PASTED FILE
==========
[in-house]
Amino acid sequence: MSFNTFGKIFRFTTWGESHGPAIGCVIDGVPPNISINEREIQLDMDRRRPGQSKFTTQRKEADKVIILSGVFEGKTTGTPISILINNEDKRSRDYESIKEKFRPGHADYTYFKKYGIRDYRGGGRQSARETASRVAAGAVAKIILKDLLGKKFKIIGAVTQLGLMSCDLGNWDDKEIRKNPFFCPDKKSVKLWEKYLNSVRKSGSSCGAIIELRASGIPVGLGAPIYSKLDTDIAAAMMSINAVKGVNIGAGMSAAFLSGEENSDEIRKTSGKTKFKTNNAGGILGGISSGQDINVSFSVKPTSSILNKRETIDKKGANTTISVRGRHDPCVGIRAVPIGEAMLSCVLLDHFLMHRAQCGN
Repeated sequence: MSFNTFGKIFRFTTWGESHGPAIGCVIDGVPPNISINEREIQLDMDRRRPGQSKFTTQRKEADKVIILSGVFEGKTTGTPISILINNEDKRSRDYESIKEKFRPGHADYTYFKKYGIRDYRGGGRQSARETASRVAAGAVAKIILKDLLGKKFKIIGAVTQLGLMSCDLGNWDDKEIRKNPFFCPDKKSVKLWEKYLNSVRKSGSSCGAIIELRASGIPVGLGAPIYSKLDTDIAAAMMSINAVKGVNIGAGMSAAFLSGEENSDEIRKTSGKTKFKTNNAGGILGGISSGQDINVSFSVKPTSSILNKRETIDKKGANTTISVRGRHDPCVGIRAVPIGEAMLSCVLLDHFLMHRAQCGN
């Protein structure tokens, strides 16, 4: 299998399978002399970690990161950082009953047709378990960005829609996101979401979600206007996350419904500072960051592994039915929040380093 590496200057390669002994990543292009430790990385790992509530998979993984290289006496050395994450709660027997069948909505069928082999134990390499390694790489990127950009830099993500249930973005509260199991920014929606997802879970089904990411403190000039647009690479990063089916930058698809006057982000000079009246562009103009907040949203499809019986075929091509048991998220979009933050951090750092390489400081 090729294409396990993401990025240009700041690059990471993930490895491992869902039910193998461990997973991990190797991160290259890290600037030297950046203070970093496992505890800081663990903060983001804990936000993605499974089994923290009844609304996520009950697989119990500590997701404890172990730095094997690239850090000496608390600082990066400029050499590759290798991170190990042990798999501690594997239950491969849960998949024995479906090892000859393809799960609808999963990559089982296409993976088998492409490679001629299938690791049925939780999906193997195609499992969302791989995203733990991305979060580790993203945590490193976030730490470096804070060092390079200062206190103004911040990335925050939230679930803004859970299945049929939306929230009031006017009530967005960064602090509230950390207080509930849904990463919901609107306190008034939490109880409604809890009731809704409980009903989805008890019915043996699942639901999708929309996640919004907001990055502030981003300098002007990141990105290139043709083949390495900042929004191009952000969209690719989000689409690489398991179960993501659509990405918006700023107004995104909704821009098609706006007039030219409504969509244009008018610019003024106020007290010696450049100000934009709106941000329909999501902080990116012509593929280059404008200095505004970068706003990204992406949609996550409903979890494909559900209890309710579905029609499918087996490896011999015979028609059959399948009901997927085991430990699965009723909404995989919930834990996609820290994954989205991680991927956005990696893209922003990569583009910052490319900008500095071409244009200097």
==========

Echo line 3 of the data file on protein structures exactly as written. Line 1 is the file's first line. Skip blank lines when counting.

Repeated sequence: MSFNTFGKIFRFTTWGESHGPAIGCVIDGVPPNISINEREIQLDMDRRRPGQSKFTTQRKEADKVIILSGVFEGKTTGTPISILINNEDKRSRDYESIKEKFRPGHADYTYFKKYGIRDYRGGGRQSARETASRVAAGAVAKIILKDLLGKKFKIIGAVTQLGLMSCDLGNWDDKEIRKNPFFCPDKKSVKLWEKYLNSVRKSGSSCGAIIELRASGIPVGLGAPIYSKLDTDIAAAMMSINAVKGVNIGAGMSAAFLSGEENSDEIRKTSGKTKFKTNNAGGILGGISSGQDINVSFSVKPTSSILNKRETIDKKGANTTISVRGRHDPCVGIRAVPIGEAMLSCVLLDHFLMHRAQCGN